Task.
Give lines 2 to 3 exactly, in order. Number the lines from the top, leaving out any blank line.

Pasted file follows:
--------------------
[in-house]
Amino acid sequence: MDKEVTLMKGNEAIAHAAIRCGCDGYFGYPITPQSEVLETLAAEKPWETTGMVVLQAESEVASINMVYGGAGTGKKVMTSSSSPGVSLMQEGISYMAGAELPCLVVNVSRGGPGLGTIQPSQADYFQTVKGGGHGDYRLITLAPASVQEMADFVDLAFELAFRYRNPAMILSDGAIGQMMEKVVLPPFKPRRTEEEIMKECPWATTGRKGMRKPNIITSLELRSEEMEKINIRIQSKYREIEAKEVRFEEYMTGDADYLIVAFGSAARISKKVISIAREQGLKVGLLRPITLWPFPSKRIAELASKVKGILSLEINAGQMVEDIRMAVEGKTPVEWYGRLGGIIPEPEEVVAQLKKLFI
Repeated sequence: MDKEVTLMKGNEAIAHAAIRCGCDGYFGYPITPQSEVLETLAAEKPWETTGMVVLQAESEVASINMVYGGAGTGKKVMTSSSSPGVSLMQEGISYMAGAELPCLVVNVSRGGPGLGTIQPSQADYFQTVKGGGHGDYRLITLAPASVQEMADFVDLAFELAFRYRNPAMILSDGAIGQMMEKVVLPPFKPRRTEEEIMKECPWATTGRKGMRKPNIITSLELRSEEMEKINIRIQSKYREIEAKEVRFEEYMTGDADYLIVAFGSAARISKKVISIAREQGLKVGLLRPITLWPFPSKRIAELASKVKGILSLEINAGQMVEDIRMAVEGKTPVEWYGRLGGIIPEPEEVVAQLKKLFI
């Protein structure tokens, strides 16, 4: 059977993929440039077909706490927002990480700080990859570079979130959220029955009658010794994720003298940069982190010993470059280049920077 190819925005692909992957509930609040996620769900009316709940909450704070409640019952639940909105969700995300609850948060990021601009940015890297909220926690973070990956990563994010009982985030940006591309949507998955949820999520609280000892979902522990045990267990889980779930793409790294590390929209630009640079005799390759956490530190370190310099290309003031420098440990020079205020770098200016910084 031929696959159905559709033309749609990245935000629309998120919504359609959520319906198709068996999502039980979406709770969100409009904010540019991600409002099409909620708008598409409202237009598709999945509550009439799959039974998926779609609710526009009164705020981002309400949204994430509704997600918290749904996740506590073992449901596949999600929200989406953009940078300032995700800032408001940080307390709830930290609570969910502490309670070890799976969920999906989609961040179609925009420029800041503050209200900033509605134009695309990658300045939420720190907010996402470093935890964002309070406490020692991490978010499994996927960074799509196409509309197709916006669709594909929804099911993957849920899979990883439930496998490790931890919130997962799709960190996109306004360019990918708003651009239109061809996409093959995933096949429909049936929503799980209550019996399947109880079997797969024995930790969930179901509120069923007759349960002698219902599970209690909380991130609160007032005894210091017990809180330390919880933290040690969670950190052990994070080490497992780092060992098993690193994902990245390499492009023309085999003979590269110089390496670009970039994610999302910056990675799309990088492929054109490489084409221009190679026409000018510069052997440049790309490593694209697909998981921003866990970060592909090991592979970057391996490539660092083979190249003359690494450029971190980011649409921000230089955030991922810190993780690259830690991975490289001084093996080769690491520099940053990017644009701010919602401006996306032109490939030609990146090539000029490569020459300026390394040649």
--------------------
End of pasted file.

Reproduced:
Amino acid sequence: MDKEVTLMKGNEAIAHAAIRCGCDGYFGYPITPQSEVLETLAAEKPWETTGMVVLQAESEVASINMVYGGAGTGKKVMTSSSSPGVSLMQEGISYMAGAELPCLVVNVSRGGPGLGTIQPSQADYFQTVKGGGHGDYRLITLAPASVQEMADFVDLAFELAFRYRNPAMILSDGAIGQMMEKVVLPPFKPRRTEEEIMKECPWATTGRKGMRKPNIITSLELRSEEMEKINIRIQSKYREIEAKEVRFEEYMTGDADYLIVAFGSAARISKKVISIAREQGLKVGLLRPITLWPFPSKRIAELASKVKGILSLEINAGQMVEDIRMAVEGKTPVEWYGRLGGIIPEPEEVVAQLKKLFI
Repeated sequence: MDKEVTLMKGNEAIAHAAIRCGCDGYFGYPITPQSEVLETLAAEKPWETTGMVVLQAESEVASINMVYGGAGTGKKVMTSSSSPGVSLMQEGISYMAGAELPCLVVNVSRGGPGLGTIQPSQADYFQTVKGGGHGDYRLITLAPASVQEMADFVDLAFELAFRYRNPAMILSDGAIGQMMEKVVLPPFKPRRTEEEIMKECPWATTGRKGMRKPNIITSLELRSEEMEKINIRIQSKYREIEAKEVRFEEYMTGDADYLIVAFGSAARISKKVISIAREQGLKVGLLRPITLWPFPSKRIAELASKVKGILSLEINAGQMVEDIRMAVEGKTPVEWYGRLGGIIPEPEEVVAQLKKLFI